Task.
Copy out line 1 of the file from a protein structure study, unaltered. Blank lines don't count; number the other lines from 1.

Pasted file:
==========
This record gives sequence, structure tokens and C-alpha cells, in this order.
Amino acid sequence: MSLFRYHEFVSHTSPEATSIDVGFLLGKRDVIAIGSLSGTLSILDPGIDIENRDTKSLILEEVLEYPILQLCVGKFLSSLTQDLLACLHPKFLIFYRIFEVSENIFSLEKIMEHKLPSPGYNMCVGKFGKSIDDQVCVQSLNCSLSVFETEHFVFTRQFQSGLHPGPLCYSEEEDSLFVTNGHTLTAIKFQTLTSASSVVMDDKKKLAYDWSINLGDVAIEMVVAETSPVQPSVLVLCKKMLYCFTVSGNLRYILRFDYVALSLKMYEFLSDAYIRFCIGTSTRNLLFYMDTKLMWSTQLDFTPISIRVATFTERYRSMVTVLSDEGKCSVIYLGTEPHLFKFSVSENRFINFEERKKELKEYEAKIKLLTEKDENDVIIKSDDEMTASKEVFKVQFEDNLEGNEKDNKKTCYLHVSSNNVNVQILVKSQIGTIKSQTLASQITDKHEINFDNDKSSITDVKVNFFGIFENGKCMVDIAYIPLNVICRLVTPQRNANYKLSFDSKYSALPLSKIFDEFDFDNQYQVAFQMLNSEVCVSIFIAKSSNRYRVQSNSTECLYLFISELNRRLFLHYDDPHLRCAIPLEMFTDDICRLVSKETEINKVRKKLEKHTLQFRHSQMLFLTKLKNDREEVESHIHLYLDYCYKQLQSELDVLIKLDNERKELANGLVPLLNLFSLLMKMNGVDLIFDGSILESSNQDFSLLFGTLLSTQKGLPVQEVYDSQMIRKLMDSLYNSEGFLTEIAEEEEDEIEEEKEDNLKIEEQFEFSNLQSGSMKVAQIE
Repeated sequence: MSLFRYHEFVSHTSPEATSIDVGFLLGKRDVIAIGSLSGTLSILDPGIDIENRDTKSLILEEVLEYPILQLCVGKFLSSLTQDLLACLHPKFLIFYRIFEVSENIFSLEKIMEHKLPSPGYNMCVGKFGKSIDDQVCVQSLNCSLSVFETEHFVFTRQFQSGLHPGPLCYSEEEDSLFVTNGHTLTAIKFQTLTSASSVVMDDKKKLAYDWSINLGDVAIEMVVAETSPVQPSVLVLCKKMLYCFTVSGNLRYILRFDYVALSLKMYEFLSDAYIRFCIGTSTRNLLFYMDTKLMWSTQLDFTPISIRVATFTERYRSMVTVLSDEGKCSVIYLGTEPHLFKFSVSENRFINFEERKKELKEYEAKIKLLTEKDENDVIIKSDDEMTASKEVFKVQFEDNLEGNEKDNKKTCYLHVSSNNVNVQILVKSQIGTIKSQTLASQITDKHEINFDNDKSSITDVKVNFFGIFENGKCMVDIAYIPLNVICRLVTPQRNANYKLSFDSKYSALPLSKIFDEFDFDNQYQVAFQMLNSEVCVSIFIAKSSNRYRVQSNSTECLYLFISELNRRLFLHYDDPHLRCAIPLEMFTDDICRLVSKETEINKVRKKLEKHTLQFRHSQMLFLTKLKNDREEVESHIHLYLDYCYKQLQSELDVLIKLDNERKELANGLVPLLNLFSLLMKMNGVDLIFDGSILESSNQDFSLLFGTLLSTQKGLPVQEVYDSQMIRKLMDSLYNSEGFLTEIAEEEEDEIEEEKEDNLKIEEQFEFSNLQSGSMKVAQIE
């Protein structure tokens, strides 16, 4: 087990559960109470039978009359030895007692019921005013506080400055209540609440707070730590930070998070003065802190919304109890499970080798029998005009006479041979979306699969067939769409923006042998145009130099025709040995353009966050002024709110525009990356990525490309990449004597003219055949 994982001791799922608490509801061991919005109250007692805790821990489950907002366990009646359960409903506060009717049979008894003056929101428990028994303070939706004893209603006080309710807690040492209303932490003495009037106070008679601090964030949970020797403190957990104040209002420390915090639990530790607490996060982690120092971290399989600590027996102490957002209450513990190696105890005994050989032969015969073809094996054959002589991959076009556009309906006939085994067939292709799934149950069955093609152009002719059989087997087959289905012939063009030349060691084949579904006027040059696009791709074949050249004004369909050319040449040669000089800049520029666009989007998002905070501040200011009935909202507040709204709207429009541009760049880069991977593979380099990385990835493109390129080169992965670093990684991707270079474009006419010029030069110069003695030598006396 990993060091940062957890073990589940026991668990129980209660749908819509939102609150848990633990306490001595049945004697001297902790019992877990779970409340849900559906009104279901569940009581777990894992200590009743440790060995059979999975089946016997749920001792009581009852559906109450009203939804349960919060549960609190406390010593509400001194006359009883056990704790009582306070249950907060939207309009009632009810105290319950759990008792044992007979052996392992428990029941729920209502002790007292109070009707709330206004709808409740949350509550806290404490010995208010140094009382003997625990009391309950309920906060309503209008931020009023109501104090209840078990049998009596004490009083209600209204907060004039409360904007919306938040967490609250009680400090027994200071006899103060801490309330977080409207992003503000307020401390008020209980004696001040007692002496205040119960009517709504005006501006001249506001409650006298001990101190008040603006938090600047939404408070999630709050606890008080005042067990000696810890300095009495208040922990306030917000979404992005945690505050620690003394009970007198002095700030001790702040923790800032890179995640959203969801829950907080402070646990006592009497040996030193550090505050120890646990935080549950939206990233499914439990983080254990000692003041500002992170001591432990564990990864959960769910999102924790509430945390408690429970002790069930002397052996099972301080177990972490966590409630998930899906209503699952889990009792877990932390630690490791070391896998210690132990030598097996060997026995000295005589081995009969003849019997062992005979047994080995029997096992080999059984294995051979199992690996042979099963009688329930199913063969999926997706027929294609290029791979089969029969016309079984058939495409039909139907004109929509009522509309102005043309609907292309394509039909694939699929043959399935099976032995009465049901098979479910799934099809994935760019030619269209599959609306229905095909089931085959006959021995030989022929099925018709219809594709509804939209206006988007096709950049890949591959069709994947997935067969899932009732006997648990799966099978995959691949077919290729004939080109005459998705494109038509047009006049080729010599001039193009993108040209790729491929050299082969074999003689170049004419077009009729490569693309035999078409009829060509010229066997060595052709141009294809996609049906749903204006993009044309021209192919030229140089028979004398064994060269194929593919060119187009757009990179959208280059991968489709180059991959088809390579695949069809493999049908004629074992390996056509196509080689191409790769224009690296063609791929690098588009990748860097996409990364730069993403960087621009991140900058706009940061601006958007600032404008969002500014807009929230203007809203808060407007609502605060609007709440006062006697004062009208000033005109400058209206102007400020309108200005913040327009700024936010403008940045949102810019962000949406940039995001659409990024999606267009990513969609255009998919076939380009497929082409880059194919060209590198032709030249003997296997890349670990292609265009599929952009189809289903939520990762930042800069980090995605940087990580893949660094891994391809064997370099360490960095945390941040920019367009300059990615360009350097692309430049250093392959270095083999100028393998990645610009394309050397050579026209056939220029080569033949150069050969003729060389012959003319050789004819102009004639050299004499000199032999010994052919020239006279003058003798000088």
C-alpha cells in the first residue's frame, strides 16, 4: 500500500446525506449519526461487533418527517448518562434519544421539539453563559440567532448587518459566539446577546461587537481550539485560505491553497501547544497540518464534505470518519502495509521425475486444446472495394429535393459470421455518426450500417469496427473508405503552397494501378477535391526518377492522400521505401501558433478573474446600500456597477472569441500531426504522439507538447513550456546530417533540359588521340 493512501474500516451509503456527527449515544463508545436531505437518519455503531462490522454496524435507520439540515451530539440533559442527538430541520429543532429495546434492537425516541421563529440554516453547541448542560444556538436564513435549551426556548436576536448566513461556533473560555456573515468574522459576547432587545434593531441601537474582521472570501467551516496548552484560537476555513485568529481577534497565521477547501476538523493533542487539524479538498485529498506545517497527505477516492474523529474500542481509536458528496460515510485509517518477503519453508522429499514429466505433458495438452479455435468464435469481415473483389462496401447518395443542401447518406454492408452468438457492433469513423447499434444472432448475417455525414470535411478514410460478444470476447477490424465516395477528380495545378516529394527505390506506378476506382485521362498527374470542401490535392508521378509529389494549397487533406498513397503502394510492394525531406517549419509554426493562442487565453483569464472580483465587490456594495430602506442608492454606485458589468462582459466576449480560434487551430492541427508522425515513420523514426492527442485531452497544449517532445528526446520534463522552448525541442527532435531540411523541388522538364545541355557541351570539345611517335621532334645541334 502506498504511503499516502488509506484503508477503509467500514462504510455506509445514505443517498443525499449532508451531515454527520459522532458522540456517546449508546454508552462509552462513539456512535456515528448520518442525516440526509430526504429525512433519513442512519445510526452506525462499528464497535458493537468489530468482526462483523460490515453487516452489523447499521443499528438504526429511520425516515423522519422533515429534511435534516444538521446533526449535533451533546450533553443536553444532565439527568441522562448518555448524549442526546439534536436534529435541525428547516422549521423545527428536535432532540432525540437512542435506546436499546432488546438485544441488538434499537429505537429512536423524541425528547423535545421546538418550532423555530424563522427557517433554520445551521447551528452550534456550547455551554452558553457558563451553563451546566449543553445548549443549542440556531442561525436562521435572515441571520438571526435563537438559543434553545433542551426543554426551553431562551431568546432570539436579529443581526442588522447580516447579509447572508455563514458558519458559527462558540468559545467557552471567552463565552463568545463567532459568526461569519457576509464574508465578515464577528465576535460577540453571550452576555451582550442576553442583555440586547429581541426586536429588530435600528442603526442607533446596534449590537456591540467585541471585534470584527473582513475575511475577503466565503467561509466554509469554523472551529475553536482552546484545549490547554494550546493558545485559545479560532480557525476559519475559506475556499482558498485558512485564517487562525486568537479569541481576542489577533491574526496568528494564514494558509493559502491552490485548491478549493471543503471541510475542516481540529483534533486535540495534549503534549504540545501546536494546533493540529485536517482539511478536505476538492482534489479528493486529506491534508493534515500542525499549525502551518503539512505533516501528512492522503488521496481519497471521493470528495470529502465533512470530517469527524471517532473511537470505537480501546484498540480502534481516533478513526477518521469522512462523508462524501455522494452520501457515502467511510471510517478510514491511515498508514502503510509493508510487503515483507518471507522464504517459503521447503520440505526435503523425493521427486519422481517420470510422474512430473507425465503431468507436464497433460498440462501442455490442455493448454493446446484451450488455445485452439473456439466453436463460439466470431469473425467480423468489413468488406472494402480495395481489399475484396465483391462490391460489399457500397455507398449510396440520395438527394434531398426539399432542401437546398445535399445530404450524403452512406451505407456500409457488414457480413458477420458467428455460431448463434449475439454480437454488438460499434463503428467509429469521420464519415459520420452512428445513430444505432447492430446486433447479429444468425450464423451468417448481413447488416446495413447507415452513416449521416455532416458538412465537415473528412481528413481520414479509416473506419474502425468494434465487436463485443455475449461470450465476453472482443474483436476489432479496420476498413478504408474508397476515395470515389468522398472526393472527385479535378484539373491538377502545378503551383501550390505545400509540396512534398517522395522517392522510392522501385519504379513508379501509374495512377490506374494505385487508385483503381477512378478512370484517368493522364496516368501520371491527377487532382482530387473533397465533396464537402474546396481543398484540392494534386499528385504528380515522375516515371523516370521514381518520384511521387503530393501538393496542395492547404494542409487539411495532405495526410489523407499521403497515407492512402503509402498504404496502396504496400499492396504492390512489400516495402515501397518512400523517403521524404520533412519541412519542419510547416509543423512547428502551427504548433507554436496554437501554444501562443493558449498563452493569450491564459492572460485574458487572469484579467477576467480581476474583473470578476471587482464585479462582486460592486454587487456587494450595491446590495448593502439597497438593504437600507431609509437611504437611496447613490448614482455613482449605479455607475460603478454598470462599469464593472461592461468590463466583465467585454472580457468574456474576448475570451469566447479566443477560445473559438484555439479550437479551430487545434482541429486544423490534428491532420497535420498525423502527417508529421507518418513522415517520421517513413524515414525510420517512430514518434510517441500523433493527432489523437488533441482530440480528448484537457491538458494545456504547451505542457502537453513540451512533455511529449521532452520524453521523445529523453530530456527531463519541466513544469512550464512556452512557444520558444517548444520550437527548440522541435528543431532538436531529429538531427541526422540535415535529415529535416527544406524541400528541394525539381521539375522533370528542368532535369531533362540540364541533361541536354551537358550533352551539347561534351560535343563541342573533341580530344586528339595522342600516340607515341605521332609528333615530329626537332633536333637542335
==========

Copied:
This record gives sequence, structure tokens and C-alpha cells, in this order.